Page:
Pick your cliché for Def Leppard‘s “Bringin’ on the Heartbreak”: “If at first you don’t succeed” or “second time’s the charm.” Either is appropriate.
The power ballad from the British quintet’s second LP, High ‘n’ Dry, spent its first few years as an album track. It was the set’s second single but didn’t chart on either side of the pond. The performance video, however — initially shot for Don Kirshner’s Rock Concert — got some airplay on MTV during the channel’s burgeoning days, when it was clamoring for clips to telecast. That in turn helped drive High ‘n’ Dry to No. 38 on the Billboard 200.
“The [fledgling] MTV, having nothing to play, liked the idea of this young U.K. rock band, so they picked it up,” frontman Joe Elliott told Rolling Stone in 2016. “So six months, maybe a year after High ‘n’ Dry came out, we were making Pyromania and we started getting these telexes from the States saying, ‘Your album is selling 6,000, 7,000, 8,000 copies a week.’ Then it was 10, 15, 20,000 copies a week. It was heading toward platinum by the time we had Pyromania in the bag. Because of MTV, by 1982 the whole country was playing ‘Heartbreak.'”
Listen to the Original Version of ‘Bringin’ on the Heartbreak’
Fast forward to 1984, in the wake of Pyromania‘s massive success: Looking to capitalize further after that album’s six singles, executives at Mercury Records decided to re-release High ‘n’ Dry along with a lush, remixed version of “Bringin’ on the Heartache.” The single, accompanied by a new music video, reached No. 61 on the Billboard Hot 100 and notched the same position on the Canadian charts, giving High ‘n’ Dry a second lift that drove the album to double-platinum sales.
“Bringin’ on the Heartbreak” was written by frontman Elliott and guitarists Steve Clark and Pete Willis, recorded with producer Robert John “Mutt” Lange during the spring of 1981 at London’s Battery Studios. Def Leppard was coming off the Top 20 U.K. success of their 1990 debut, On Through the Night, and though Willis reportedly didn’t like the song because it was a ballad, the tune’s potential was evident during their next album’s sessions.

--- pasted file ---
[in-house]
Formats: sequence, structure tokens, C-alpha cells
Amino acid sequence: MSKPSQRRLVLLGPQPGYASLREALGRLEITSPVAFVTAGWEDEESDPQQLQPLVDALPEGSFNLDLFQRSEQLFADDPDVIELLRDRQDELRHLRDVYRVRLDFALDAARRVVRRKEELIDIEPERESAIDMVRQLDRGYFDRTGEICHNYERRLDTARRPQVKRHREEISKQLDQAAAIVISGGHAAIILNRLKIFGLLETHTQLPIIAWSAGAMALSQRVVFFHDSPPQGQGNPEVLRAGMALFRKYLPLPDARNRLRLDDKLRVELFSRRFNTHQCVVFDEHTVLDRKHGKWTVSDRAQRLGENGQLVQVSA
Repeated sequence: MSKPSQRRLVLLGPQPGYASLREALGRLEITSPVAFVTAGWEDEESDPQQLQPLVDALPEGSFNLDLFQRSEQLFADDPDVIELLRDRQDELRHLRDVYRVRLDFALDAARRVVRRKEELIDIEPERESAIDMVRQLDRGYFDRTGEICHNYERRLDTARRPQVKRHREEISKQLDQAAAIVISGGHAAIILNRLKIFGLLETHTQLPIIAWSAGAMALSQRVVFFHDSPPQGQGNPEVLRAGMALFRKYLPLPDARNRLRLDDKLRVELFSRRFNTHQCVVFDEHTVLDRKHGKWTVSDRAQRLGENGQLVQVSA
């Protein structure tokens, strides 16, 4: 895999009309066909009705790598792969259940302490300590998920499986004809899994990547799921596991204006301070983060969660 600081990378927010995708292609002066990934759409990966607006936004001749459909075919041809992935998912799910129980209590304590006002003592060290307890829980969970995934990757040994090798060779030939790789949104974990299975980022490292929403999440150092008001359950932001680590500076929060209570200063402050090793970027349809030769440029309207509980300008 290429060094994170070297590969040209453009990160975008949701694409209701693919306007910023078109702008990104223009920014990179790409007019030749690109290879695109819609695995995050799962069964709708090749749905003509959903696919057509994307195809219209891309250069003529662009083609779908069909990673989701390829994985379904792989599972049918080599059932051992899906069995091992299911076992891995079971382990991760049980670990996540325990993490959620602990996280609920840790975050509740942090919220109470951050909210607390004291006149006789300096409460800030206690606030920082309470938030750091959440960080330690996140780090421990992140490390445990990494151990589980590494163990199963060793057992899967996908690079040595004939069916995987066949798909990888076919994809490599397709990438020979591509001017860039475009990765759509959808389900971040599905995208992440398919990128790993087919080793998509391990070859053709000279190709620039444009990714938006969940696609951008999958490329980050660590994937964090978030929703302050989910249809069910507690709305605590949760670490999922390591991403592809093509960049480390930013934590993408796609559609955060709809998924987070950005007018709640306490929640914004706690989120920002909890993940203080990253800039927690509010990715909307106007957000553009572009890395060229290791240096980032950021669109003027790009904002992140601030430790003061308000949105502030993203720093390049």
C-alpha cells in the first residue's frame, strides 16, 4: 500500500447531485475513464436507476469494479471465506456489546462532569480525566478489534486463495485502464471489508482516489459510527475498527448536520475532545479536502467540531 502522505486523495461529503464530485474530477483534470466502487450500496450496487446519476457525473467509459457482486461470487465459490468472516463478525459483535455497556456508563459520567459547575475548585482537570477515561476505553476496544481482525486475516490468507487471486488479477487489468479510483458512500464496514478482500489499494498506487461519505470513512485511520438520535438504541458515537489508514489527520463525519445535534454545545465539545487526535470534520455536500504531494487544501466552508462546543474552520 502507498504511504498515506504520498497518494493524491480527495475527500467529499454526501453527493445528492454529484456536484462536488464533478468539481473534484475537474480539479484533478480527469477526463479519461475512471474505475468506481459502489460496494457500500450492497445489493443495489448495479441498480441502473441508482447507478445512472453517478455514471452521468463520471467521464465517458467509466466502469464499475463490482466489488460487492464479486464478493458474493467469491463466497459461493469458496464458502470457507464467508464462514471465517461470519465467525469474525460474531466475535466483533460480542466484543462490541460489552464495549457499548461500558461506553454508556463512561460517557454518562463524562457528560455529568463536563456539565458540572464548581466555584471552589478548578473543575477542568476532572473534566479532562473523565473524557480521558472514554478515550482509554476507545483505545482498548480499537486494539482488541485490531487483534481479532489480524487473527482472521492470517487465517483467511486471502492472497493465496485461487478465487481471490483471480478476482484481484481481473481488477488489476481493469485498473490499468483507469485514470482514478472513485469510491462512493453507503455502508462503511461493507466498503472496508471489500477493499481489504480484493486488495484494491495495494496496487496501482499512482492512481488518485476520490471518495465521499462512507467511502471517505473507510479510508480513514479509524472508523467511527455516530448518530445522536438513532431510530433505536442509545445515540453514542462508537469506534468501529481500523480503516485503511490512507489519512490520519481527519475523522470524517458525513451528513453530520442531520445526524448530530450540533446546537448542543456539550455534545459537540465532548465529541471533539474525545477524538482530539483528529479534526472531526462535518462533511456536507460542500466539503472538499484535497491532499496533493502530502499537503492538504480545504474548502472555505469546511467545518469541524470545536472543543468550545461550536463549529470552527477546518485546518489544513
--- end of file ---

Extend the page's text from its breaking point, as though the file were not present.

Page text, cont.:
Listen to the 1984 Remix of ‘Bringin’ on the Heartbreak’
Lange, Elliott told Rolling Stone, “was the one who realized if we had a shot at radio it was with this song. So when we were recording the album, it was the one that got the most attention. I’d say for every hour we spent working on another song, we spent three or four on this one. And Mutt put me through the fucking mill singing the thing, because he wanted me to be accepted in the same league as a Paul Rodgers or a Lou Gramm or whoever. Meanwhile, I was just a young kid who was happy enough to be Ian Hunter!”
Def Leppard’s full-scale music video for the “Bringin’ on the Heartbreak” remix was filmed by David Mallet during February of 1984 at the Jacobs Biscuit Factory in Dublin, Ireland. Phil Collen had replaced Willis in the band by that point, miming his predecessor’s parts in the clip.
Interestingly, Mercury A&R rep and future band manager Cliff Burnstein reportedly theorized at the time that “Bringin’ on the Heartbreak” could be a big hit for another artist (Bonnie Tyler was mentioned specifically). So he, at least, may not have been surprised when Mariah Carey tackled the song for her 2002 album Charmbracelet. Produced by Randy Jackson, with a guitar solo by Dave Navarro of Jane’s Addiction, a mix of the single hit No. 5 on Billboard‘s Dance Club Songs while its music video was a takeoff on the 1979 Bette Midler film The Rose.
Listen to Mariah Carey’s ‘Bringin’ on the Heartbreak’
Def Leppard Albums Ranked
From their metal-edged debut to their pop breakthrough to the recent records, we rank every single LP.